Affordable Housing Has Positive or No Impact on Property Values, Review Finds
The housing shortage is fueled, in part, by resistance to building low-income or affordable housing in wealthier neighborhoods. A-Mark Foundation gathered research on how affordable housing affects home prices — and the results are not what many people might expect. The report is now available to read at www.amarkfoundation.org: “What Is the Impact of Low-Income Housing on Property Values?”
Research studies into the impact of low-income housing on neighborhood property values have generally concluded that there was either no impact or a positive impact on property values.
Even in studies where results were mixed, some positive impacts on property values were found. Of the 13 studies in A-Mark’s report, seven found that when low-income housing was built, property values in the neighborhoods increased.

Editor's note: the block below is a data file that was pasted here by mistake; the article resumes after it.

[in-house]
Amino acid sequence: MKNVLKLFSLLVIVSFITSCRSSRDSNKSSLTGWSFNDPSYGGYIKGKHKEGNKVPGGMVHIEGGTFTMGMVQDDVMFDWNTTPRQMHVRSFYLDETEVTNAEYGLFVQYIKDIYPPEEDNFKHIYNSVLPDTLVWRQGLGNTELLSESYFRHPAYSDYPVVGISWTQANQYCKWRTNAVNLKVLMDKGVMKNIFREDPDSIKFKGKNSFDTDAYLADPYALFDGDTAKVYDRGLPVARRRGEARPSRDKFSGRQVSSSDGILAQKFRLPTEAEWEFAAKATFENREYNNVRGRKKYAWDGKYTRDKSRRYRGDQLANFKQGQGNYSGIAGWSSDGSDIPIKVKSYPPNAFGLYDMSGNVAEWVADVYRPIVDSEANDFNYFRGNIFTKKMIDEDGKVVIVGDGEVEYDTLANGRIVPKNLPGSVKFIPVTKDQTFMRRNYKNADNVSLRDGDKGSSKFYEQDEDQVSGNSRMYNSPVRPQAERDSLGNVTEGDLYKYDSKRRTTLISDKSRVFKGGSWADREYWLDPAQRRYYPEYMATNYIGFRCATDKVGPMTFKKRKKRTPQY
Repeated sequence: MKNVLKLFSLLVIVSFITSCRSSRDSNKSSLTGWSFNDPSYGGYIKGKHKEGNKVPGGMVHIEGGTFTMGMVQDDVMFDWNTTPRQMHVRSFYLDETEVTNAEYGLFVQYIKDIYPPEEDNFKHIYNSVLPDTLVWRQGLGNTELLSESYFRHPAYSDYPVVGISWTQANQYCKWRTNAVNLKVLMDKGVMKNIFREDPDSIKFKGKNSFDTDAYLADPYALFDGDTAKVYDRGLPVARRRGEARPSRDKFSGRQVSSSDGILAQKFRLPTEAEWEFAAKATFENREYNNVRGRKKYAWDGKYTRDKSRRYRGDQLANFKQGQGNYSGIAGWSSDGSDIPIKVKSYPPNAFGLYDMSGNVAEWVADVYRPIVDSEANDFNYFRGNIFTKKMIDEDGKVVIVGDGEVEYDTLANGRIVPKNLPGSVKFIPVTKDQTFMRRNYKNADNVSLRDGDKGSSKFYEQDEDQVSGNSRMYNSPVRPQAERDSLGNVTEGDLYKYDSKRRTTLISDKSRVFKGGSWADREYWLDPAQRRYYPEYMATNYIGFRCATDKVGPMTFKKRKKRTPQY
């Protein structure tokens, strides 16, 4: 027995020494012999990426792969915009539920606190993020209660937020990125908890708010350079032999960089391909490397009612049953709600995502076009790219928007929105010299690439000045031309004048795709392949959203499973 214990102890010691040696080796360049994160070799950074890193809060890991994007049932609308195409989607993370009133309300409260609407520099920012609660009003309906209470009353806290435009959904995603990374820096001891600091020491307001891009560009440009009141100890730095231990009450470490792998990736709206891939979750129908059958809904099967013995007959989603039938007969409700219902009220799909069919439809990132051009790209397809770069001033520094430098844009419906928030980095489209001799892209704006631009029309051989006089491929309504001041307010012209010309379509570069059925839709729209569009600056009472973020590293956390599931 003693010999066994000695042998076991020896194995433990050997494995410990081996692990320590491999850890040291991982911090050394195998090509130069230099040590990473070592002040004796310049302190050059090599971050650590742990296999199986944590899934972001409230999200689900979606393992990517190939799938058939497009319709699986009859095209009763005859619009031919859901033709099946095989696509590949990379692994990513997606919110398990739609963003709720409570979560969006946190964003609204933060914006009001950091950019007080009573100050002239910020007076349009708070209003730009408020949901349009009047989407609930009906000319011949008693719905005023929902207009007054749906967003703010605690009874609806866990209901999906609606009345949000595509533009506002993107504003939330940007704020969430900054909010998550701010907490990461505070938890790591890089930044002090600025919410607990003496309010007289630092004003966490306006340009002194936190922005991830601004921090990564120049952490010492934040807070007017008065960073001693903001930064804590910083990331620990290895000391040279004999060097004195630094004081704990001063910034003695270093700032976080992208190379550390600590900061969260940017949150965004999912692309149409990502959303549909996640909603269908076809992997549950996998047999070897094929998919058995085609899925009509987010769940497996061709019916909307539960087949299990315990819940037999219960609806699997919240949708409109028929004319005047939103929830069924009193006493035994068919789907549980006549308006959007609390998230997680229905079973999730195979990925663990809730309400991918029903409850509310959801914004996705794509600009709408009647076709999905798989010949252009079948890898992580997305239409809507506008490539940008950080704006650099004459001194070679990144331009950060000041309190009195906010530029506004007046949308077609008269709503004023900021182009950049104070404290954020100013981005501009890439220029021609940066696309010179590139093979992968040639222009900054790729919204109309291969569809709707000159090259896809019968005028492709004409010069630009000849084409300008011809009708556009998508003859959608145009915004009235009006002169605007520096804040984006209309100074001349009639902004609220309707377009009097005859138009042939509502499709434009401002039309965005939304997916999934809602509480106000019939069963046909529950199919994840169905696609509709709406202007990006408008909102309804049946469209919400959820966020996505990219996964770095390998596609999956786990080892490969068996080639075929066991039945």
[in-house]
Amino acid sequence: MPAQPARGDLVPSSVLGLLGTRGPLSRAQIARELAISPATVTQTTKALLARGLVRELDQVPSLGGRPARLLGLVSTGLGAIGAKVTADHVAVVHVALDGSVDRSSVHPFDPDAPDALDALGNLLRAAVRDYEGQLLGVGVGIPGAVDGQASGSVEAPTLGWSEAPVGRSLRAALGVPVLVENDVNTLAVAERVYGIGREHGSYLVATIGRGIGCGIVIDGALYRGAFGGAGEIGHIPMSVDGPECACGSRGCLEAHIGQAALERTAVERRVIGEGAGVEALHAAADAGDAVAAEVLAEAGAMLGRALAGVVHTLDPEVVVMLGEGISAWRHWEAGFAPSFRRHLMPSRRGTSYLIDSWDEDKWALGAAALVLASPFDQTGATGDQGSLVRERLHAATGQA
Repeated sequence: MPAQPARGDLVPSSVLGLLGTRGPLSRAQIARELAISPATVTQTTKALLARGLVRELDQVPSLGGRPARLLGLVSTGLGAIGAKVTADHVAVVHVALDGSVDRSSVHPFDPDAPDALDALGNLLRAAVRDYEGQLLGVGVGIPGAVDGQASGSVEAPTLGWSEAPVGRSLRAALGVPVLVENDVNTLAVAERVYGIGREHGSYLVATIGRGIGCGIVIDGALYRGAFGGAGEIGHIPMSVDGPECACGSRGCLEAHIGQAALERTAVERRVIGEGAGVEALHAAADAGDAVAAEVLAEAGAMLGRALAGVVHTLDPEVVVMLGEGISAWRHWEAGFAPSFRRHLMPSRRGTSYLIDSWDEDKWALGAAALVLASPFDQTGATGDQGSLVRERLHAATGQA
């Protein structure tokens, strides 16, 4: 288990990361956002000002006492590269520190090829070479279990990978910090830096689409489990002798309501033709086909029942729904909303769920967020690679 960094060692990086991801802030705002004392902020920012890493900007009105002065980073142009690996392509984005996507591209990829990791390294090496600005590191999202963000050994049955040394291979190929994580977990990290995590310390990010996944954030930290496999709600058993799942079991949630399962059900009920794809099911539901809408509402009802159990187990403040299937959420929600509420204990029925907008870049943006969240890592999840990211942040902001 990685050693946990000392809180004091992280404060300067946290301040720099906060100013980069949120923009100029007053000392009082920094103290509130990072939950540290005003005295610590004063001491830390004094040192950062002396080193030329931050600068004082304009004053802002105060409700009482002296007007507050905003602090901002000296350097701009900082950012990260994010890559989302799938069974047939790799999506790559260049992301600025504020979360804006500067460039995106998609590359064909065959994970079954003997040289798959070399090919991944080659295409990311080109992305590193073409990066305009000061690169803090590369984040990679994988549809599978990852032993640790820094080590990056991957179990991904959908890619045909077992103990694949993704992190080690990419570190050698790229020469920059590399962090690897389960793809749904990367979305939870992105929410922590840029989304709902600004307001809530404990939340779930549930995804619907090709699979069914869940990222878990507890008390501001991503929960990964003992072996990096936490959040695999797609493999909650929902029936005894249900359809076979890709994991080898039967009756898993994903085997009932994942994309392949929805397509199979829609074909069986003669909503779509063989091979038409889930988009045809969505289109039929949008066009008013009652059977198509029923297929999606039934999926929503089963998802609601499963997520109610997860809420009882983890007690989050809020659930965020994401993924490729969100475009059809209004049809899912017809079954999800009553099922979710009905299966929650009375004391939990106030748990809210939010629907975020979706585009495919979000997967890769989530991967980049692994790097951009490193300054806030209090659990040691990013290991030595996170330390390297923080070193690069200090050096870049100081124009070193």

Three studies in A-Mark’s report showed that building low-income properties has different impacts depending on the type of neighborhood. Two of those studies concluded that low-income housing had a negative impact on property values if built in affluent or higher-income areas, but a positive impact if built in areas with lower-income residents or a lack of existing investment. Another study, however, had the opposite conclusion.
Rob Eshman, A-Mark Foundation CEO, wrote about the report’s findings in an article for the Los Angeles Times titled, “Stop worrying, NIMBYS — affordable housing shouldn’t squash your property values.”
In his column, Eshman began with the observation that in his Venice, Calif., neighborhood, affordable housing did not impede the rise in home values. He interviewed California housing experts and developers, who spoke about challenges in getting wealthier neighborhoods to accept low-income housing even though their fears are likely unfounded.
“My family’s neighborhood may be an outlier,” Eshman wrote, “but at least for the last three decades, it has also served as vibrant proof that the notion that affordable housing lowers property values is overblown, if not flat-out wrong.”
A-Mark also created a 10-question affordable housing quiz that tests readers' knowledge on low-income housing and property values to accompany the report.